In this series, we're presenting six ideas for stocks to buy in May -- stocks our writers believe can serve as the foundation for a long-term-focused portfolio.
According to age-old stock market wisdom, investors with money in the market should sell their stocks in May and "go away." Nothing happens in summer, you see. That's when the Wall Street wizards put their Bloomberg terminals in "sleep" mode, and head off to the Hamptons for sun and fun. Why stick around and keep trying to invest when the professionals aren't even paying attention anymore?
Oh, I don't know. Maybe because the professionals aren't paying attention, and we've got the room to ourselves? It stands to reason that if there's any time of year when individual investors have a chance of outplaying the Wall Street pros at their own game, it's when these pros are paying the least amount of attention is probably your best chance to snag some nice bargains in the market.
And this May is no different. Today, I want to suggest one name to consider for inclusion in your portfolio, a name that should perform well in all seasons, not just in May: Lockheed Martin (LMT - News).
The world's largest defense contractor, Lockheed's business breaks down into four basic segments:
The first three businesses contribute roughly equal percentages of Lockheed's revenues, with space systems trailing at about an 18% share of the business. Profits-wise, space is the company's most profitable business by margins, while aeronautics and electronics tie for second place. (Because they provide so much of Lockheed's revenues, however, aeronautics and electronics together contribute a good amount of Lockheed's profits: about 65%.)
Why it's a stock to buy in May
As I say, this is just a broad outline. Like most defense contractors in these days of uncertain defense budgets, Lockheed is constantly shifting emphasis from one business segment to another, spinning off non-core businesses and dipping its toes into the water on new opportunities -- going wherever the revenues are. As recently as just a couple years ago, for example, Lockheed's space business was both smaller, and earning fewer profits. That's the bright side of owning a conglomerate: Whenever one business falters, the others can pick up the slack.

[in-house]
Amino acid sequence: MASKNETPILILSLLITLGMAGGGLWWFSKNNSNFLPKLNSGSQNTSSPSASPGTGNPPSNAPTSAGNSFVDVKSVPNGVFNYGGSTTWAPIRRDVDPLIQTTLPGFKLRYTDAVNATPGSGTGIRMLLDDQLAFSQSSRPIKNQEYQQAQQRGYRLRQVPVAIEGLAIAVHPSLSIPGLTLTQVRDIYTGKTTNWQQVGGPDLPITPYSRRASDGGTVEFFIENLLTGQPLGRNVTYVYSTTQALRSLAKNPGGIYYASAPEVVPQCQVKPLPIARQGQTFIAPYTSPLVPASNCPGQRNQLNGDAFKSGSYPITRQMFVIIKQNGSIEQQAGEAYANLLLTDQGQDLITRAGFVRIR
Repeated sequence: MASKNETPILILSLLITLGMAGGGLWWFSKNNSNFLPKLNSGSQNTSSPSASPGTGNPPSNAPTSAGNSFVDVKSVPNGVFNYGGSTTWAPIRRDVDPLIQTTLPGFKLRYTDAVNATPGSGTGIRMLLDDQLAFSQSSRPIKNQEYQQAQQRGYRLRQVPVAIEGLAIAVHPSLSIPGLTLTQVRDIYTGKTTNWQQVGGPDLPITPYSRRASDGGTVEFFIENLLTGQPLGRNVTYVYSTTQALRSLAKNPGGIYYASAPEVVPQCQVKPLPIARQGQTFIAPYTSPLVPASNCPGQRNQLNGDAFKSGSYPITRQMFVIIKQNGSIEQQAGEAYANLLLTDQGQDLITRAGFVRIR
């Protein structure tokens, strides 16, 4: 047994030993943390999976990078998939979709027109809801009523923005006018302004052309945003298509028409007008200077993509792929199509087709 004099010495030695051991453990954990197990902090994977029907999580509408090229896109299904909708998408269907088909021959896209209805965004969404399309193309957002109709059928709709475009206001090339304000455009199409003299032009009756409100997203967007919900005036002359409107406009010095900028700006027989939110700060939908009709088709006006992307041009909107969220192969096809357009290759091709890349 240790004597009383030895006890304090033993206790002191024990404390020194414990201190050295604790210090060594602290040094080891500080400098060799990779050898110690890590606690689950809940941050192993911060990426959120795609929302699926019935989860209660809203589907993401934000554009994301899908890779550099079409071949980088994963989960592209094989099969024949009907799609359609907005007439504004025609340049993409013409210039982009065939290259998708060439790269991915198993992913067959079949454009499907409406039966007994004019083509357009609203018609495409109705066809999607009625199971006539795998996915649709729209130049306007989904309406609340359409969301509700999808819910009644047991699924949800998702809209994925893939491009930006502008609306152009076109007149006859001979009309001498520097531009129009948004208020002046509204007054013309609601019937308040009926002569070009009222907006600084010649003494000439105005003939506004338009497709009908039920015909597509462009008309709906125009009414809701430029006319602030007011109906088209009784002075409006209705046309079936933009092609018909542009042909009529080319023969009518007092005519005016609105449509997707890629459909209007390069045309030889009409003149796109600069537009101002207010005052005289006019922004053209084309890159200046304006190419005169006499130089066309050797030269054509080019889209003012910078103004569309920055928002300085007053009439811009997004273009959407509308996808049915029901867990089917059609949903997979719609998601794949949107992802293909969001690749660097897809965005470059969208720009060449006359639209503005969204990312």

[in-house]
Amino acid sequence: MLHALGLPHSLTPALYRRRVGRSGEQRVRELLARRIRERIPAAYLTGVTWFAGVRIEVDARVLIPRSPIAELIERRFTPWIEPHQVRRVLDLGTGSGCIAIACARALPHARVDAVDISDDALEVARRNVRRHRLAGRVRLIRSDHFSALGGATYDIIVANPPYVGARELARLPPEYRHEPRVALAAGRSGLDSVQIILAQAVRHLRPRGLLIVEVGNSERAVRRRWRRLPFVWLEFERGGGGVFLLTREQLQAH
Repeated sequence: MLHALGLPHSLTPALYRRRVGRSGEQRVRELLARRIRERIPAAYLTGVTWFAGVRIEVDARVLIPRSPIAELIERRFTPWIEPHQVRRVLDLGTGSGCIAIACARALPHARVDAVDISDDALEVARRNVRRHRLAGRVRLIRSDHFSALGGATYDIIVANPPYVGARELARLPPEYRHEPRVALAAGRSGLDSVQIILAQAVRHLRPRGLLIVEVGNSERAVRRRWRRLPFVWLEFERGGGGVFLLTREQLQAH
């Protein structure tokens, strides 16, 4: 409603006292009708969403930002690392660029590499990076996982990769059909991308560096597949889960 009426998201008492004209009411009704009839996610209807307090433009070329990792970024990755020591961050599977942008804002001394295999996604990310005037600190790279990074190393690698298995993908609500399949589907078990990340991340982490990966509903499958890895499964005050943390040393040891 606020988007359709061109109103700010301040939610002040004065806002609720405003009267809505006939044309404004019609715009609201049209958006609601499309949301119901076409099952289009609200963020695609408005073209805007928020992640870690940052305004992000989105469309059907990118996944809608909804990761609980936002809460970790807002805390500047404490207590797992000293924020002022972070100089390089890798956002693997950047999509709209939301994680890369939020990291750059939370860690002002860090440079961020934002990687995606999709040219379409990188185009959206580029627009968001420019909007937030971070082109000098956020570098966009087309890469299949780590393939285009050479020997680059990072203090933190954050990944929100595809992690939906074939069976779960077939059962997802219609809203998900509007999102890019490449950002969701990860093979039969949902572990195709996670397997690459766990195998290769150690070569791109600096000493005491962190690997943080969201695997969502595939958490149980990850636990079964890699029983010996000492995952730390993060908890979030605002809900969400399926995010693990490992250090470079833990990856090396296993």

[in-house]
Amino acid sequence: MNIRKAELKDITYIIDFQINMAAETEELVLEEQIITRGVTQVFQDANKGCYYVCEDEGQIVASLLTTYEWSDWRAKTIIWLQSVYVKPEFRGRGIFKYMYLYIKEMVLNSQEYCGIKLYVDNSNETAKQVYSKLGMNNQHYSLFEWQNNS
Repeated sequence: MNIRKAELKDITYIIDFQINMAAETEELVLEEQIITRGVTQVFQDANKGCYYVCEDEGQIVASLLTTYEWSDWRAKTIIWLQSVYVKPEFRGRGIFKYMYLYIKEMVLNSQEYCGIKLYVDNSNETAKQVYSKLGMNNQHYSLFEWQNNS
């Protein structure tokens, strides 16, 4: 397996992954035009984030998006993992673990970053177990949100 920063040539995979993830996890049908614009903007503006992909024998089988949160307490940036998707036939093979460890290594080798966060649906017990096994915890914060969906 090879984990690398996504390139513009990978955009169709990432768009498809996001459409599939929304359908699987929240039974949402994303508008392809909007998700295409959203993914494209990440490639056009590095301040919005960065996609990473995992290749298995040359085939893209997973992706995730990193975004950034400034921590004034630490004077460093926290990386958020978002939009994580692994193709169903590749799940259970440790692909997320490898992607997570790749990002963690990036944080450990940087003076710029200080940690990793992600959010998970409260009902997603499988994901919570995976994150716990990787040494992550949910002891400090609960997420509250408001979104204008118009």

And yet, even if Lockheed's defense businesses are lagging today, they're key to the long-term success of Lockheed. In this regard, one product in particular stands out: Lockheed's F-35 stealth fighter. Although the F-35 has been criticized as being "the most expensive weapons program in human history" according to Wired.com, former Chairman of the Joint Chiefs of Staff Michael Mullen also predicted it will be the last manned fighter jet ever to be built.
That's crucial to the investment case for Lockheed. Defense industry experts believe F-35s will still be flying 60 years from now and will generate roughly $1 trillion in sales for Lockheed domestically over their lifetime. But that's just the beginning. F-35 is an international effort, with foreign partners expected to buy roughly one-third of the planes. Add these sales to the mix, and F-35 becomes potentially a $1.3 trillion project.
To put this in perspective, F-35 could account for one-third of the revenue Lockheed collected last year, and guarantee that level of revenue for the next 60 years. That's if Lockheed never codes another software program, builds another satellite, or constructs another Littoral Combat Ship... ever. Downside protection doesn't get much stronger than that.
Now of course, every investment has risks. With America's national treasury basically running on empty, defense budgets are getting slashed, and even orders for the F-35 have been delayed as a result. Suggestions that the program might be canceled, though, are off-base.
How do we know this? First, because Mullen said so. The F-35 is it -- the last fighter jet we'll ever produce and the one that will replace many of the other fighter jets in America's arsenal. If F-35 gets canceled, America must revert to technology 20 years obsolete for its arsenal. There's nothing on the drawing board to replace it.
Canceling or even ratcheting back the F-35 program would also have significant political implications, considering the number of international partners that have signed on to help develop the fighter, invested in it, and based their own national defense programs on the assumption it will get built. America can't easily unhitch itself from this multinational team effort. (And when I say "can't easily," what I really mean is "can't, period.")
At less than 11 times earnings, and paying a 4.4% dividend, Lockheed Martin looks cheap for a company with such strong and long-lived prospects. And for investors worried that the company's 7% projected growth rate is too slow, just check out Lockheed's recent earnings report -- in which Lockheed reported a 28% jump in profits, and exceeded Wall Street's predictions by 18%. Right there's your proof that Wall Street doesn't know everything, and that against all odds, Lockheed can still surprise and delight its shareholders.
Fool contributor Rich Smith holds no position in any company mentioned. The Motley Fool owns shares of Lockheed Martin.